I want to note how important that is. Diseases and pandemics are fought in the capacity of countries to work together, share data and information with one another, look at the changing nature and how it might affect different states, or look at how it has uniquely affected their state because it reached there first. Because you do not want other countries to potentially hold you legally liable. It is either the threat of defunding this research, its complete removal, or simply not wanting to share this information. The short term political incentives that Government bench says are incredibly terrible still apply to these leaders, and therefore would not preemptively want to allow these legal standards to exist.
Argument 2: Process of prosecution
The second thing I want to talk about is the process of prosecution. The only time where you don’t have an incentive to solve a large threat to health is when there are overwhelming democratic incentives to do otherwise.
The first thing I want to say, therefore, is that it’s unfair why health is a priori. We have the ICC because there is no moral alternative that is possible as opposed to simply trying to stop and prevent genocide. However, with health, there are many developing countries where issues of the economy and lockdowns are incredibly likely to stifle them fundamentally, or where there are many people that exist with rural areas, and therefore the spread of disease and the threat of epidemic is not the same degree as it might be globally.
What this proves is that these are not a priori values especially in times of pandemic and large global health crises, where it’s incredibly difficult to make decisions and leaders are constrained by their own populace. It is therefore unclear why you ought to be held legally liable for this. Nor is it fair for the people who clearly have other priorities and interests. I don’t think that Gov bench can say at all instances health is the only thing that matters to specific groups of people.
Secondly, they say this displaces blame. This is terrible because if it is not your fault, firstly you cannot accept any kind of legal accountability, but secondly it is also just not within your political interest. If you can say that it is the fault of other states and the WHO, this is no longer a winning political battle for you to want to invest in solving these kinds of pandemics. In fact, I would argue countries will either overblow the importance of other things which now balances it out of power or deny the disease, saying it is not true, saying that we cannot engage in this process because other countries have forced it on us. This therefore changes their fundamental political incentives.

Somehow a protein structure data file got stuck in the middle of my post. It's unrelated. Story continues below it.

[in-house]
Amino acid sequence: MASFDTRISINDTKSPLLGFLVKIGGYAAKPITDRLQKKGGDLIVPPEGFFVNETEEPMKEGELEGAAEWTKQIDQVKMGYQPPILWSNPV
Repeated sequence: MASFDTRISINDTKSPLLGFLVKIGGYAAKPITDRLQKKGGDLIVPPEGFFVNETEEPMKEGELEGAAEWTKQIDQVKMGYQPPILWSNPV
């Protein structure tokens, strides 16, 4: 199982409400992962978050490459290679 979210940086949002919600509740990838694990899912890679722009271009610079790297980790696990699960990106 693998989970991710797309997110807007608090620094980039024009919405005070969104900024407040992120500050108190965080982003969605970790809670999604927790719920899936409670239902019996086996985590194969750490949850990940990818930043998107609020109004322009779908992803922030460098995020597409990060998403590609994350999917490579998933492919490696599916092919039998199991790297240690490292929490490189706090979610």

POI OG: Your carrot of data collection or OO’s money requires resources which, as we established, states are unwilling to provide without assurance. On your side, you somehow rely on leaders covering a crisis of national import, which sounds like something we make illegal anyway.
Answer: So the first thing I want to note is that this characterization assumes their best case where there’s a degree of capacity and, therefore, resources exist and that’s probably the biggest delta in the debate. On either side, for the countries that are completely unable, it’s unclear whether or not there’s net action that exists, nor whether or not they have the capacity to change these WHO standards.
Lastly, you fundamentally incapacitate leaders who are most needed at this time. Most ICC trials exist after the humanitarian crisis. There are two options on Government bench. The first one is that you allow these trials to exist at the period of crisis that stop these people from operating. Secondly, look at how ICC trials often go. People do not just show up and allow themselves to be imprisoned. A lot of the time they hide in other states that allow them to seek refuge. A Lot of the time they do not want to be legally found and caught to be able to ensure that the who and this new court is able to take them out of their power. So, you fundamentally make states sitting ducks, especially if you want to access this benefit at the start of pandemics where it is most crucial for action to occur.
What this proves then is that either you change the standards of the WHO and any system of enforcement on Gov, or you enforce incredibly terrible laws, or you’re simply unable to meaningfully do any of this.